On the last Friday before Easter Sunday (also known as Good Friday), Christians all around the Middle East prepare to mark one of the most important holidays of the year.

In Lebanon, this time of year is filled with traditions that bring the family together. 

The sound of bells ringing across the country, making ma'amoul with teta, the smell of kebbet el 7eele, the sound of pouring rain, and spending time with family... a few of the things we cherish most.

But it's also the special food served during this time that always leaves a mark. Here's a closer look at the dishes we serve on Good Friday and Easter:

Good Friday

1. Kebbet el 7eele

Kebbet el 7eele is a dish served across the Levant; its name includes the word 7eele which translates into 'fake'. 

This is because "kebbe" is usually made of burghul (crushed wheat), onions and meat but with kebbet el 7eele, flour, vegetables, lentils, sumac and other spices are mixed together to imitate the taste of meat.

It is said that the dish was created when a woman living in Qalamoun, Syria wanted to serve her family traditional kebbe, but could not afford to buy meat, so she came up with something that tasted just as good.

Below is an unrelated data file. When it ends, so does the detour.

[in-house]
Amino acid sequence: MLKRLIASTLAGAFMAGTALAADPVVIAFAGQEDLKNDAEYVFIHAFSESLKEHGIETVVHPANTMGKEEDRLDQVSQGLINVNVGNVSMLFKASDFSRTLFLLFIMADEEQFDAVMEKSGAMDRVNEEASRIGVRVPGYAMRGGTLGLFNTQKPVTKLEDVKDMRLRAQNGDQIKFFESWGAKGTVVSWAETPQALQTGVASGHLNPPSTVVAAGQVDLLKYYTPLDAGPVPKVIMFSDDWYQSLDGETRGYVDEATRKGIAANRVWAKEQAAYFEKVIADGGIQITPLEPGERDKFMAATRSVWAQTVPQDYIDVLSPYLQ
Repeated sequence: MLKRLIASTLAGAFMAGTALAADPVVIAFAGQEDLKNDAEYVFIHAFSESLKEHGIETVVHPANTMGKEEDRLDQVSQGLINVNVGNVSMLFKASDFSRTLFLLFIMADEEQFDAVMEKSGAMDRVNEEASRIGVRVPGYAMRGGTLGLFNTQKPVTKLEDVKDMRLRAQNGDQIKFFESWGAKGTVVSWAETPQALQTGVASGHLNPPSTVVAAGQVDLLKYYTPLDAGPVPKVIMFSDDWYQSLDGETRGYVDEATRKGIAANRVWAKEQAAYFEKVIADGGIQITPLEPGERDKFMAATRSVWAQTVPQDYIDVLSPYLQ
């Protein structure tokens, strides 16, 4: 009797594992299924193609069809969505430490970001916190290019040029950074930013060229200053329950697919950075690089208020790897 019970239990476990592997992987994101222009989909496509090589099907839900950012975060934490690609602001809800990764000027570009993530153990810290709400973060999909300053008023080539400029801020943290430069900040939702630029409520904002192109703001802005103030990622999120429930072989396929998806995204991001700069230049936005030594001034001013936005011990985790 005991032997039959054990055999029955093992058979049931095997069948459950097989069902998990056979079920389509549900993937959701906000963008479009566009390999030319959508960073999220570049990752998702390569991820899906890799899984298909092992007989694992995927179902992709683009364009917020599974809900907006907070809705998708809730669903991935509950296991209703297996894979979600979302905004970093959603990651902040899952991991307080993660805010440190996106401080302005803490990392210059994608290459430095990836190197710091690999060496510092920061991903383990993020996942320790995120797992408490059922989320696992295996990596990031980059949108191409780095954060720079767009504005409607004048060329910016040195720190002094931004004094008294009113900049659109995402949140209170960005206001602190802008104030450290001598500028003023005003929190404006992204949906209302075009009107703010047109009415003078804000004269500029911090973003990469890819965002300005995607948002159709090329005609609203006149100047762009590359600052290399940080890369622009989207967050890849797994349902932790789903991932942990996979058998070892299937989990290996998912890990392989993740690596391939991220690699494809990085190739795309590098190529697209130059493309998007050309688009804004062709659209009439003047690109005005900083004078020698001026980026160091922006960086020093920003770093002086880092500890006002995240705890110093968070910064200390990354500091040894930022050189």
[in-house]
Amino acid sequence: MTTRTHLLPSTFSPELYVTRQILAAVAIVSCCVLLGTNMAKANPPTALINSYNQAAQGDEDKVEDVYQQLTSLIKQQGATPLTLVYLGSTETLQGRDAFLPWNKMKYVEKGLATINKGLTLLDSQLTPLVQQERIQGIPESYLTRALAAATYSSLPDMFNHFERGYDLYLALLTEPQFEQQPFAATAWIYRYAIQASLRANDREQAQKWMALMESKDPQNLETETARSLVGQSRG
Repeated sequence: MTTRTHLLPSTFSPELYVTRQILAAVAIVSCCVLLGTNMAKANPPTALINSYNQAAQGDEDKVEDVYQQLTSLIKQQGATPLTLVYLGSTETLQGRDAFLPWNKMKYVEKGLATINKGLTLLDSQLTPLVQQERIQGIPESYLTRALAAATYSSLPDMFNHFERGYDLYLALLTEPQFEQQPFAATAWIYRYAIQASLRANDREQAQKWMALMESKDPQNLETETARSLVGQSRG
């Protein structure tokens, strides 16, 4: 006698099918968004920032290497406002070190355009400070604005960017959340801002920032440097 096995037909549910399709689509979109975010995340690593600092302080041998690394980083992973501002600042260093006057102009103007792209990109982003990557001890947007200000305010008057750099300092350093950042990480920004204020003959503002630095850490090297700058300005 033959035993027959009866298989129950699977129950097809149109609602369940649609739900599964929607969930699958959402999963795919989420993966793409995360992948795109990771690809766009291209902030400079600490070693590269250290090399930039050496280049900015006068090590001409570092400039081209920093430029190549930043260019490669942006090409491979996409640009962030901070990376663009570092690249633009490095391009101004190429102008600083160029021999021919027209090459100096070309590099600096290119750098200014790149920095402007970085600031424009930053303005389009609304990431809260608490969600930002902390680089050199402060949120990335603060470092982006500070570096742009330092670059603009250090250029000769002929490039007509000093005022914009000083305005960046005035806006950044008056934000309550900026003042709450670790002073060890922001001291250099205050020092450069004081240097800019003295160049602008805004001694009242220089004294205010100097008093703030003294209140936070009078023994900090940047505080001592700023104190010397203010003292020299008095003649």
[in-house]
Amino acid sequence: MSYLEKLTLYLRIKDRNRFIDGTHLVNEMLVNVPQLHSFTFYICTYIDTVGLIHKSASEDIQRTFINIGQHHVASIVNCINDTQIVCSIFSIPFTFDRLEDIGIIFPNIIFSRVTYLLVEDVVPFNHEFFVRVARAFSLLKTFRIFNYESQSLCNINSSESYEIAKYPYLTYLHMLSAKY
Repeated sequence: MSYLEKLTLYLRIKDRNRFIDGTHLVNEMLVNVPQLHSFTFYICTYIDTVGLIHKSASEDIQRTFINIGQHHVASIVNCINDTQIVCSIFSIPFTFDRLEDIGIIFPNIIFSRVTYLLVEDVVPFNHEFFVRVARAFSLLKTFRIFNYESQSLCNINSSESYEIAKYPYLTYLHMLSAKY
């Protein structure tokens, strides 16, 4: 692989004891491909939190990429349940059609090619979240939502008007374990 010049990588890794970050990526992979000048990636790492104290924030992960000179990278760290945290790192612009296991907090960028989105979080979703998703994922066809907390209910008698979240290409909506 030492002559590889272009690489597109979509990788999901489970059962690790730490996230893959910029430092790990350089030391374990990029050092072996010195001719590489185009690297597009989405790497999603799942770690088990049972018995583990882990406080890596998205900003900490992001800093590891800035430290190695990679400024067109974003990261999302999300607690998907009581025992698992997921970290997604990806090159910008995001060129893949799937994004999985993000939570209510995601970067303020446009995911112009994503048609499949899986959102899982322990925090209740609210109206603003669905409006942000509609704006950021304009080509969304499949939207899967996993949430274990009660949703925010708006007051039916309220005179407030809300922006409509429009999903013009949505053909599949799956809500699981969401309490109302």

Over the years Kebbet el 7eele has become a staple dish served during the lenten season, particularly on Good Friday, and especially in North Lebanon.

2. Kebbe at3a

Similar to kibbet el 7eele, kebbe at3a is baked in the oven and served along with salads or tabbouleh during the period of lent and also on Good Friday.

Easter Sunday

1. A Lebanese Easter feast

The Easter Sunday feast is a family lunch gathering where families celebrate the holiday together.

If you think by family we mean siblings and parents, you're wrong, because in Lebanon the extended family, neighbors and friends are all welcome to join.

Foods served include meat based dishes, chicken and rice, turkey/lamb and stuffed greens with lamb chops. The reasons there are so many meat based dishes is because lent is broken on this day. 

2. The glorious Ma'amoul

Easter Sunday is never complete without Ma'amoul.

Helping our grandmothers and mothers make it is a family tradition. 

Who can forget the smell of orange blossom water and all the laughter as we learned how to make the delicacy from the people who mean most to us?

Ma'amoul is a traditional Easter dessert and is usually made of semolina, sugar, butter, rose water, and orange blossom water.

Pieces are filled with either dates, walnuts or pistachios and are often dusted with sugar powder.

Happy Easter everyone!